Curtis | 25 October 2018
Keynote address by George Kahale, III
8th investment treaty arbitration conference. Prague, Czech Republic.
First I want to thank the organizers of this conference for giving me the privilege of addressing you this morning on one of the hottest topics in international law today: ISDS. As some of you may know, I have long been both a beneficiary and a critic of ISDS. I say beneficiary because I’ve been fortunate enough to have been entrusted with the defense of many ISDS claims. At the same time, I cannot help but recognize that this is a deeply flawed system, a system I have previously referred to as the Wild Wild West of international practice.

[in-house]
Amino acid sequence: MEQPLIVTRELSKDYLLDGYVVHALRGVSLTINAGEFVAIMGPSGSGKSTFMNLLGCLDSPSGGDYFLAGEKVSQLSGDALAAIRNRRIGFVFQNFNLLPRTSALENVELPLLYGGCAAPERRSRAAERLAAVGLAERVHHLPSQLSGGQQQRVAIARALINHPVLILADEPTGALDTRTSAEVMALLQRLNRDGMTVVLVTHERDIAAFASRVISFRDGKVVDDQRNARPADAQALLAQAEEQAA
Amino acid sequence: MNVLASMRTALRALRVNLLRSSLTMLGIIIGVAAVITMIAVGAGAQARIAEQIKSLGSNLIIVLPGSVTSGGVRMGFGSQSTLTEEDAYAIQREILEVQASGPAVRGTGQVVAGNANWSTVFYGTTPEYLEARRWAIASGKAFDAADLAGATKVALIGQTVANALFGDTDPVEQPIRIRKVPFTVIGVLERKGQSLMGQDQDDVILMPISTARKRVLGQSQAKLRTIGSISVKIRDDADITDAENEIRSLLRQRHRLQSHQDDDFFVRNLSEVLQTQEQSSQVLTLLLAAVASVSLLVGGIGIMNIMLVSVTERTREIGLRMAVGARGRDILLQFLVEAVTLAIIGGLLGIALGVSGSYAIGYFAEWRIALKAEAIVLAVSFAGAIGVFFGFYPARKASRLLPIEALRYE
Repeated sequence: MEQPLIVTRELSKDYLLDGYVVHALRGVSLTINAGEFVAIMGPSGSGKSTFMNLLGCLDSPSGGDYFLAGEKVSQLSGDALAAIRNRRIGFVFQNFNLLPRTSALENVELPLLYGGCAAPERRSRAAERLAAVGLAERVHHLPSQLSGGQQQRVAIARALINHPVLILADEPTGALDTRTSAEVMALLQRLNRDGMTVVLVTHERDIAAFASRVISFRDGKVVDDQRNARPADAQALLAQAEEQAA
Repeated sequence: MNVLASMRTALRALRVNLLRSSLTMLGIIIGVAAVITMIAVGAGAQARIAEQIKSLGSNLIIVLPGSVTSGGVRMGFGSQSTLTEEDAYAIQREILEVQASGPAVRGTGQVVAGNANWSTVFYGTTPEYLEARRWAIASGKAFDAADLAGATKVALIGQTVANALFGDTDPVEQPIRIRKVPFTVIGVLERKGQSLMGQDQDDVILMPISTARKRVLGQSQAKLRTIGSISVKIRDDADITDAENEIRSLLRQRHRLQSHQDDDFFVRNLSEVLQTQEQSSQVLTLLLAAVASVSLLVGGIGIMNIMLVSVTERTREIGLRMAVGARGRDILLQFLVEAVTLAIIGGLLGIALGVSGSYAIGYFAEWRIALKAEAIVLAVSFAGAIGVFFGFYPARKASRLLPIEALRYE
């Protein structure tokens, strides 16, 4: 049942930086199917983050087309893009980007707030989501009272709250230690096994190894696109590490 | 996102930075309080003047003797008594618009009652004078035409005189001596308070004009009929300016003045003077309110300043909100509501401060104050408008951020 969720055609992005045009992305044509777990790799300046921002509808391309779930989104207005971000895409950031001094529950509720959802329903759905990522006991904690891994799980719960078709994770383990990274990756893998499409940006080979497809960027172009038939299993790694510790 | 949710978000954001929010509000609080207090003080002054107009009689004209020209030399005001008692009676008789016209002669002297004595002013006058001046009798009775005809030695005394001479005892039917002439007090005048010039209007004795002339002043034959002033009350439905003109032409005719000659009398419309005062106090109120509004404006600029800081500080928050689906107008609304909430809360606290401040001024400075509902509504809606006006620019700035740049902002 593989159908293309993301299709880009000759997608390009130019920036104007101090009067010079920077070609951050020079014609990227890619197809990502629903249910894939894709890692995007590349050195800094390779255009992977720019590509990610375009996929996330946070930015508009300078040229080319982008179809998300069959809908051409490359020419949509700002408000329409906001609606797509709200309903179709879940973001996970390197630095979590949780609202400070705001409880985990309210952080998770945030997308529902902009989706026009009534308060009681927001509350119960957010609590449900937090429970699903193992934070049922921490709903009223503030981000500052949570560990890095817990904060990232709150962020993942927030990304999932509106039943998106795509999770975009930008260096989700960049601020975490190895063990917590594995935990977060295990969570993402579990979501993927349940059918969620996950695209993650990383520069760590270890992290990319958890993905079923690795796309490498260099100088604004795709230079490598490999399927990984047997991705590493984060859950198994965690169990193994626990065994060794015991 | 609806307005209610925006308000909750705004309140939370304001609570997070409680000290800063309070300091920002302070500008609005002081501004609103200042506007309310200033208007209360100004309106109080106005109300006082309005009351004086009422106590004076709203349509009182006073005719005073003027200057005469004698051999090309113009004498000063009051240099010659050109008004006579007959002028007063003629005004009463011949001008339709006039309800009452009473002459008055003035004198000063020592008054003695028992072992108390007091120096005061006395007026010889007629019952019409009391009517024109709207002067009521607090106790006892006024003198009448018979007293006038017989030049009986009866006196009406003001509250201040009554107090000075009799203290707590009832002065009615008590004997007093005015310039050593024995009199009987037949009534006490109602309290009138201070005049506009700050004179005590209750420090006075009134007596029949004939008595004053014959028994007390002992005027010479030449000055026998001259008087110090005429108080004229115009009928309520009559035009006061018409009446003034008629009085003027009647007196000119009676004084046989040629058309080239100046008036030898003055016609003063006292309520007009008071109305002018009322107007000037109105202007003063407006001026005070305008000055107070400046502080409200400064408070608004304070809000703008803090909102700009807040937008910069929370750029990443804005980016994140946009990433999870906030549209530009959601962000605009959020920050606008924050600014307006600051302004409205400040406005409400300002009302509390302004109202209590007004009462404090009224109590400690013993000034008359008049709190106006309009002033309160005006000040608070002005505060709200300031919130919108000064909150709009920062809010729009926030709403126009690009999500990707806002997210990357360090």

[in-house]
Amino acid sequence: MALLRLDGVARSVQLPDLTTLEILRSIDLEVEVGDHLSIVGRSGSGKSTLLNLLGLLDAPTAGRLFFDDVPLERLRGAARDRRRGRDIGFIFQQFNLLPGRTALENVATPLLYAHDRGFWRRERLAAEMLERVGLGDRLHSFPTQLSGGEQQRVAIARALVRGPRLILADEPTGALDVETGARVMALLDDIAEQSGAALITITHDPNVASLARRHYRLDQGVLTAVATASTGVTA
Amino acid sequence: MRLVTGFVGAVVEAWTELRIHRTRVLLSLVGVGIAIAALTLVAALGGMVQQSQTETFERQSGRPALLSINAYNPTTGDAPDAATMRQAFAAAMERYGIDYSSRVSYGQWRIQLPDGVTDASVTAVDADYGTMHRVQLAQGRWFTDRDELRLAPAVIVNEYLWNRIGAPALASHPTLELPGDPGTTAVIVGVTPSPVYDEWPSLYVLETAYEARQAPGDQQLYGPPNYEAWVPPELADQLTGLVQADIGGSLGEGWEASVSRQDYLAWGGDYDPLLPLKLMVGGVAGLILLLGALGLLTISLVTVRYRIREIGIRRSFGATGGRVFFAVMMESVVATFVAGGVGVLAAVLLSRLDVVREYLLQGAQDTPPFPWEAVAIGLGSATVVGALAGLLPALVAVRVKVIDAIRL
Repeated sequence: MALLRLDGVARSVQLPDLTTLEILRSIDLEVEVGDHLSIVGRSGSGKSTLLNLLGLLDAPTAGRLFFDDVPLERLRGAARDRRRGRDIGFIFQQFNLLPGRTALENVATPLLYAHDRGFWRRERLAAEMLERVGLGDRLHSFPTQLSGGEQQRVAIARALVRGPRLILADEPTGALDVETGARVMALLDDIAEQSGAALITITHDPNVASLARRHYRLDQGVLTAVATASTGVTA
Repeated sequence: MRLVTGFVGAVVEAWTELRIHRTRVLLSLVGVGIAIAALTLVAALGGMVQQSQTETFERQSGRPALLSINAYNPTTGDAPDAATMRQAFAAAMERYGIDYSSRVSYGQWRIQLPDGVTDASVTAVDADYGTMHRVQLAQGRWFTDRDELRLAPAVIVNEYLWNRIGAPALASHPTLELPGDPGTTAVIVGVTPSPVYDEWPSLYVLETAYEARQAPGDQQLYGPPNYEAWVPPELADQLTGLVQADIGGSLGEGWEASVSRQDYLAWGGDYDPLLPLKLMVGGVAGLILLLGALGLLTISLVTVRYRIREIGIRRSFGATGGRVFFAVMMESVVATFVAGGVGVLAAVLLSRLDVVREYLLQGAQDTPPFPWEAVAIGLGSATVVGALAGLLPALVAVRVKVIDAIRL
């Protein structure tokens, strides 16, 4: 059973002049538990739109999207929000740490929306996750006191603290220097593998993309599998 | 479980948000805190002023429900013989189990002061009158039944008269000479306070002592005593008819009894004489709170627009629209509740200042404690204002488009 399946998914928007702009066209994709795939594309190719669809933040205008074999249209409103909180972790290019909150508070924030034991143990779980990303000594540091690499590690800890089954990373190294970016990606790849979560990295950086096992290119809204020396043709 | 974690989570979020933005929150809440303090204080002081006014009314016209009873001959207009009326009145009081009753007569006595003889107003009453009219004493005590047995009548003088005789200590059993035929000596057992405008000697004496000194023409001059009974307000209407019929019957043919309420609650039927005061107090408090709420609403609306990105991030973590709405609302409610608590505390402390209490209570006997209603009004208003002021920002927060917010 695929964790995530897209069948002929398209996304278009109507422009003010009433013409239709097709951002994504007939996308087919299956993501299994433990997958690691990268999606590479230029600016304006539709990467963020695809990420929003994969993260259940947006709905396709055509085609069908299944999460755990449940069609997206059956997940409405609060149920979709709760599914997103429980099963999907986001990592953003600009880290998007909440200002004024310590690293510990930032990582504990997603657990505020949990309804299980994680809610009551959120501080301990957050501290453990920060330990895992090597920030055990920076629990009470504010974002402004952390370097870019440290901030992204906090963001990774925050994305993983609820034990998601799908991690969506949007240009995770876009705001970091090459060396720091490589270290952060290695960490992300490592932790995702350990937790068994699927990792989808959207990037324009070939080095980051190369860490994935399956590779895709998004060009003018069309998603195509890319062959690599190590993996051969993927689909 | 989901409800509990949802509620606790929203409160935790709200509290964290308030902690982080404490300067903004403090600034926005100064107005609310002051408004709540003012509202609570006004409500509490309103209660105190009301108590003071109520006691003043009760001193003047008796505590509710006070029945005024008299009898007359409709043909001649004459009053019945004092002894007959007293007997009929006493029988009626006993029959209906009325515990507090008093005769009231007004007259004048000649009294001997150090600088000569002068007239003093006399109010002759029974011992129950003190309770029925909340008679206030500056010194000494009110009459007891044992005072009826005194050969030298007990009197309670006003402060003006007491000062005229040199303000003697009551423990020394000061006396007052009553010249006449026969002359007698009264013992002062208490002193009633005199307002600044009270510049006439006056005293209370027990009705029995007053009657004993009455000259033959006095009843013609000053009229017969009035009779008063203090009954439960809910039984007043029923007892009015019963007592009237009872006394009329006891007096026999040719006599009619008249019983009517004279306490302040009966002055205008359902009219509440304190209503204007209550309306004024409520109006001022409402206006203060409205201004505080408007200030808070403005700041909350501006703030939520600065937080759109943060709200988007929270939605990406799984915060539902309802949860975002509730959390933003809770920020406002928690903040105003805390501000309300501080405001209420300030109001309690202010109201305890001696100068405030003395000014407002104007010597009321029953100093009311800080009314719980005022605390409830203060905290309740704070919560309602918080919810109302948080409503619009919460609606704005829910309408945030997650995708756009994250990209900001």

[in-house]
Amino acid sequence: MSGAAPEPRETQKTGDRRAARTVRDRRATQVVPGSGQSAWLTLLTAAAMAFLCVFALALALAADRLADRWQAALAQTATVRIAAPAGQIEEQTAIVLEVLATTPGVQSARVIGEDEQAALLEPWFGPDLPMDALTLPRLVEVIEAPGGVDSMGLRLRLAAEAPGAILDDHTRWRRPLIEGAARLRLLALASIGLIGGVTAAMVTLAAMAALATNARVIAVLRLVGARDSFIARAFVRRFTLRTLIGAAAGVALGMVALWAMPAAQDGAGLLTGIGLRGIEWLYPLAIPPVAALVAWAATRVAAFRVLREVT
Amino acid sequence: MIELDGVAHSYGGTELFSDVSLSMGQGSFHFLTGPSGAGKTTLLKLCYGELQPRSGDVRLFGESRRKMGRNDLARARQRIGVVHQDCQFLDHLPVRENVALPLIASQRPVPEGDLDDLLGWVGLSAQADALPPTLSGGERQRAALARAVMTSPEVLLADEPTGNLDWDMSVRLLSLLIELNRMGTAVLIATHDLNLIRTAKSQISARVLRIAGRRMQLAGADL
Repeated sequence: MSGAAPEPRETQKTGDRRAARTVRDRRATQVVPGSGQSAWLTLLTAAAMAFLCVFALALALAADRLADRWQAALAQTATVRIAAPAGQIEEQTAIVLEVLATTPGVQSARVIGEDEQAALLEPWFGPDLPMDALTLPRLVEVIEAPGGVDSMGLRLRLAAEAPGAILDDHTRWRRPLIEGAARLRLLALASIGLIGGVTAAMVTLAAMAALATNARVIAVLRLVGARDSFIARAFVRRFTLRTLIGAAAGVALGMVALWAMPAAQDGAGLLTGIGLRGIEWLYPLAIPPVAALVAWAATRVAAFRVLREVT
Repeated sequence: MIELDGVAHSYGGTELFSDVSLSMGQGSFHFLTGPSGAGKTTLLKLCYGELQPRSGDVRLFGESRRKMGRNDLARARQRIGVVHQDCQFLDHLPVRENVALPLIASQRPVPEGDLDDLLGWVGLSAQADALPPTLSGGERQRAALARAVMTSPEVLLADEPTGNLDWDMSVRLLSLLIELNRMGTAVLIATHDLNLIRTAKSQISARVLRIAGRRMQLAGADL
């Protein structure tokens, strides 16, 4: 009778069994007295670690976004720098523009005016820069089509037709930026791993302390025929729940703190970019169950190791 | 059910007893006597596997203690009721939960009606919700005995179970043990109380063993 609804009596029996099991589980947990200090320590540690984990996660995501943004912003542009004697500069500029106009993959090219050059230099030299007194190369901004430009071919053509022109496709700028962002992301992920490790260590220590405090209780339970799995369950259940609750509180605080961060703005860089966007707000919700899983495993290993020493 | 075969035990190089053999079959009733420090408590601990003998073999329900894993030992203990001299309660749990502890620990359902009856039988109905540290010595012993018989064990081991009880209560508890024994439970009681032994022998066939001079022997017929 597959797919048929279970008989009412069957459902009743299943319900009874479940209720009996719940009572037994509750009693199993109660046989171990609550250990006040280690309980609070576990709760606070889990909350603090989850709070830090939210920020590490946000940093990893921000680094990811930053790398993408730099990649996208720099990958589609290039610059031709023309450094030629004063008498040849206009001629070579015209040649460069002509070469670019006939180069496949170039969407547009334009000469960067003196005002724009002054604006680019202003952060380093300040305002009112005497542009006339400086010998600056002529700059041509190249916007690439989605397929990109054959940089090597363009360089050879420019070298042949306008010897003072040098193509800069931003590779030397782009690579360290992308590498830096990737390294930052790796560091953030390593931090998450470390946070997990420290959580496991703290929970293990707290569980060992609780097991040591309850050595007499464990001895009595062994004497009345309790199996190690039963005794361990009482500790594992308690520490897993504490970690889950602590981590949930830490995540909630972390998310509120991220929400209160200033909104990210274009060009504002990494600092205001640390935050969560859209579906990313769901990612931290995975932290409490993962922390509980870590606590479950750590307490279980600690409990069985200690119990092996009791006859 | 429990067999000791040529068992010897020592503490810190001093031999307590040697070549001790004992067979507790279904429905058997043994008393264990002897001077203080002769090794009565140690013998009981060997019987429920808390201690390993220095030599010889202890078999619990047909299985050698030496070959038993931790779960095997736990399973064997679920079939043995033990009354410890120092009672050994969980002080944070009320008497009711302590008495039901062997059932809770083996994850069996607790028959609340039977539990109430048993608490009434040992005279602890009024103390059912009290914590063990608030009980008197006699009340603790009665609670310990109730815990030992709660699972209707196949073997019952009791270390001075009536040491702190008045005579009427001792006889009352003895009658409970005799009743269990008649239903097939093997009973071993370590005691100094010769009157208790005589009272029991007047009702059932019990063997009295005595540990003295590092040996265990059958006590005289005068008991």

I referred to it as such for a number of reasons, with which I’m sure this audience is quite familiar. On the substantive side, the damage done in the name of basic concepts such as fair and equitable treatment has been palpable. In far too many cases, what formerly would be considered legitimate government regulation is characterized as breaches of treaty obligations that the treaty negotiators never thought existed. This gross misapplication of international law is troublesome enough, but combined with the dispute settlement mechanism of international arbitration, investment treaties have been transformed into what I call “weapons of legal destruction.”
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